Tuesday, 30 July 2013

The World of the Personal Shopper ... Betty Halbreich.

"Personal shopper is an occupation where people help others shop by giving advice and making suggestions to customers. They are often employed by department stores and boutiques (although some are freelance or work exclusively online). Their focus is usually on clothes, although the number of non-clothing stores - such as furniture retailers - that offer personal shopping services is on the rise, and many freelance personal shoppers will help customers shop in whatever item they happen to be after.
Although there are no formal educational requirements to become a personal shopper, related retail experience is a must.

A personal shopper is typically employed by the store itself, which means that payment for the service is not required - only the items bought. Other stores will charge a small fee to use their personal shoppers. Only large department stores, such as Bloomingdales, Debenham's, Neiman Marcus, Nordstrom, and Macy's generally offer personal shopper services, although some smaller stores like Fenwick and Anthropologie also offer the service. Personal shoppers are also known as fashion stylists (or shop assistants, or sales assistants). There are also quite a few who work independent of any affiliation with any stores and can be found in large cities such as New York City, London, Paris, Los Angeles, Miami and Boston. Outside of agencies, personal shoppers can be found on auction websites such as eBay where they auction their services to obtain customized items such as men and women's clothing collections."

Inside the office of legendary personal shopper Betty Halbreich - whose 36-year career at Bergdorf Goodman is inspiring Lena Dunham's next project
Sanctuary: Personal shopper Betty Halbreich in her office at Bergdorf Goodman, where she has been advising some of the world's most stylish women since the Seventies
'I do my best work here; I can do anything here at my desk,' she said. 'Nothing distracts me.
'I'm pretty good at sizing up sizes after 36 years. I can tell you that you wear a two, and not a four or a zero'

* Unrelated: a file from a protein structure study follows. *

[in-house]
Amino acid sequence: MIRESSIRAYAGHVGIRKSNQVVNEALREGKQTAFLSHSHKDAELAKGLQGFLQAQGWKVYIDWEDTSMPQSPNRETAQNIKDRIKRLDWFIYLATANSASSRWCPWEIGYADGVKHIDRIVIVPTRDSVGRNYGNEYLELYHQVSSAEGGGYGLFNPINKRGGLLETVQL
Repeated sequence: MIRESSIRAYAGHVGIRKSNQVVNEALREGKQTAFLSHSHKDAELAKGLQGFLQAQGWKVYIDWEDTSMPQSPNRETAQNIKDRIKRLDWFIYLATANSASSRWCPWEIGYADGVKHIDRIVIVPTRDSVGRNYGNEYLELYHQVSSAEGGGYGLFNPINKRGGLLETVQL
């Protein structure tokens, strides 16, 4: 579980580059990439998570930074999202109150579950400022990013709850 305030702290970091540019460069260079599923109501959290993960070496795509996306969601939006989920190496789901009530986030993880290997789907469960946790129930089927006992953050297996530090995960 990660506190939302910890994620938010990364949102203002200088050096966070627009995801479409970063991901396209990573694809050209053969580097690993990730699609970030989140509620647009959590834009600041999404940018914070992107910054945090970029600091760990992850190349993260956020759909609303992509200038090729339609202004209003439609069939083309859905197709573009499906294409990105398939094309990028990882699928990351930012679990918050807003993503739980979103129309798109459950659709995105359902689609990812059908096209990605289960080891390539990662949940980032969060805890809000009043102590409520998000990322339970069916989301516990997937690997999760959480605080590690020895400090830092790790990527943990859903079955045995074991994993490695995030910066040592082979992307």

Betty Halbreich, who has been the personal shopper at Bergdorf Goodman for the past 36 years, is already a New York legend. And news that Lena Dunham is to base her next project Bergdorf on the 85-year-old style expert promises to make her a household name across the globe.
But before we see a fictionalized version of her career, Mrs Halbreich has given Refinery 29 a tour of her work space at the store's Manhattan flagship - and a rare insight into her life.
The Chicago native's corner office features a large mirror and a rail of vintage gowns along one wall.
Display cases hold colorful jewelry, while art lines the walls and books and hand-written notecards dress available surfaces. Two cream chairs with plump cushions face an Eero Saarinen desk where she takes her meetings.
Mrs Halbreich who counted Estée Lauder as a client, and now dresses her granddaughter Aerin, as well as acerbic Fashion Police host Joan Rivers, says she only has to meet someone once to know what size they should be wearing.
'I'm pretty good at sizing up sizes after 36 years,' she said. 'I can tell you that you wear a [U.S. size] two, and not a four or a zero. But that's a little trick to the game, sizing someone up.'
And while many in the industry exist for the sole purpose of boosting a retailer's sales figures, money is not her goal - or indeed incentive.

Personal touch: Mrs Halbreich does not use a computer or own a cellphone. Instead her desk features stacks of books, magazines and hand-written notecards

She won't take commission, which might affect her judgement, and says she is price-conscious, mixing couture with more affordable pieces to create a look that is interesting and different.
'I'm not out to sell the most expensive dress in the store - that doesn't mean too much to me,' she explains.
In fact, every one of Mrs Halbreich's clients will look like an individual - she works hard to avoid dressing people in the same looks, instead taking their personalities and lives into account.
And this has earned her a loyal client base that spans generations - Estée and Aerin Lauder are not the only women to have passed Mrs Halbreich's number between various members of a family.
But fashion today is very different from what it was in years past. While Mrs Halbreich concedes that there are many innovative things happening in the industry today, she reminisces about the beautiful fabrics and workmanship that won't even exist in the finest creations these days.
Even a $10,000 dress, she says, won't have enough hem to let it down if necessary.
As well as her rail of vintage dresses - which includes designs by Christian Dior and Jean Muir - are display cases of jewelry, featuring items gifted by her daughter alongside Ruser jewelry from California and creations by one of her favorite designers, Meredith Frederick.
'I do my best work here; I can do anything here at my desk. Nothing distracts me. It's some sort of inner security'
And unlike many offices, there is no computer on Mrs Halbreich's desk - in fact she doesn't even have a cellphone. Instead, there are hand-written notecards and piles of books, all of which have some special significance.

Finishing touches: Also on show are display cases of jewelry, featuring items gifted by her daughter alongside Ruser jewelry from California and creations by one of her favorite designers, Meredith Frederick

For Mrs Halbreich, it makes Bergdorf the place she feels most secure - and indeed, most creative.

It's some sort of inner security. And, I think if I were to stop working, I'd just have to... go.'

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